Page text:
A seismogram is the graphical output of a seismograph. Figure 1 shows a typical example of a seismogram:

Figure 1: Seismogram

In the graph the x-axis is time, while the y-axis measures the amplitude of the seismic wave. The first small disturbance is due to the fast P-waves. The S-waves travel at a different (lower) velocity and therefore arrive later at the seismic station. The arrival of the S-wave is marked by the first big disturbance in the seismogram (big compared to the signal noise).

Distance from the epicenter

Knowing the propagation velocity (v) of the S-wave, the time delay between P- and S-waves (t) can be used to calculate the distance from the earthquake epicenter to the location of the seismograph (x). This is simply given by

Since the seismograph is sensitive to movements in all directions, the seismogram only gives information on the absolute value of the distance. This means that the earthquake epicenter can be located anywhere in a radius x from the seismic station. At least two more seismographs are required to determine the exact location of the earthquake.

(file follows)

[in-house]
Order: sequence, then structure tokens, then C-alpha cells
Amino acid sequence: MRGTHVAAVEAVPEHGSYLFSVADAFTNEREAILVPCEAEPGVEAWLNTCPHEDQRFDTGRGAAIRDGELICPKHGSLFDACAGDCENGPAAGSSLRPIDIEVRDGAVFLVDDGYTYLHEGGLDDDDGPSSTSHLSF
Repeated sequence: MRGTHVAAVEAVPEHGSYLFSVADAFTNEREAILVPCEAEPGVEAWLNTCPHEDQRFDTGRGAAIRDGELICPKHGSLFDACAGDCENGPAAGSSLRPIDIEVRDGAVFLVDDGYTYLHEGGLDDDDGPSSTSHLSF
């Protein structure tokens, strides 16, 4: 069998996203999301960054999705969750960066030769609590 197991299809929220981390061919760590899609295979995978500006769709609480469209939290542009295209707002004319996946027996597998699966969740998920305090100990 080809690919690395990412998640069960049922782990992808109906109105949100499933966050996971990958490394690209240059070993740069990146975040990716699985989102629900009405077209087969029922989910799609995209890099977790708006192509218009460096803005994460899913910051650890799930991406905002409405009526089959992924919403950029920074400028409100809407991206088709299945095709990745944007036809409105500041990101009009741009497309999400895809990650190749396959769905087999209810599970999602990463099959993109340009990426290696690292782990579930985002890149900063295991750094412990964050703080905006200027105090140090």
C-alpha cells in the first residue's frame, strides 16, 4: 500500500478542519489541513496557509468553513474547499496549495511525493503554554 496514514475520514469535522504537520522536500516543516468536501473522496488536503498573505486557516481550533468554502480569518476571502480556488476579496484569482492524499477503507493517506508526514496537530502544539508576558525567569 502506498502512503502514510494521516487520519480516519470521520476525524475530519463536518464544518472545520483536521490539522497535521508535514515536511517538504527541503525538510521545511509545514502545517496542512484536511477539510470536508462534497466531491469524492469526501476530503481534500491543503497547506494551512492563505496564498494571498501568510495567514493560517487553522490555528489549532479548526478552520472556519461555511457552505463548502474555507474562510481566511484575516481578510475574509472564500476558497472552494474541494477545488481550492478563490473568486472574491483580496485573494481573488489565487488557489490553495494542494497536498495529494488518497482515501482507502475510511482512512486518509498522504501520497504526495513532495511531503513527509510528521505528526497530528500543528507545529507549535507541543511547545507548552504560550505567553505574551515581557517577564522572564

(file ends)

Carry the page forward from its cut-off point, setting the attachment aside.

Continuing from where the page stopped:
Magnitude of the earthquake

The magnitude of the earthquake in the Richter scale can be calculated using the graph in Figure 2. Here, the scale on the left represents the distance from the epicenter in km (calculated as explained above), the middle scale is the magnitude of the earthquake in the Richter scale (the quantity that we want to calculate) and the one on the right represents the highest amplitude of the first S-wave, in mm. The latter can be measured directly on the seismogram.

If you link the values extracted from the seismogram for the left and the right scale with a straight line, the intersect with the middle scale is the magnitude of the earthquake according to the Richter scale.

Figure 2: Richter Scale graph for determining the magnitude of an earthquake

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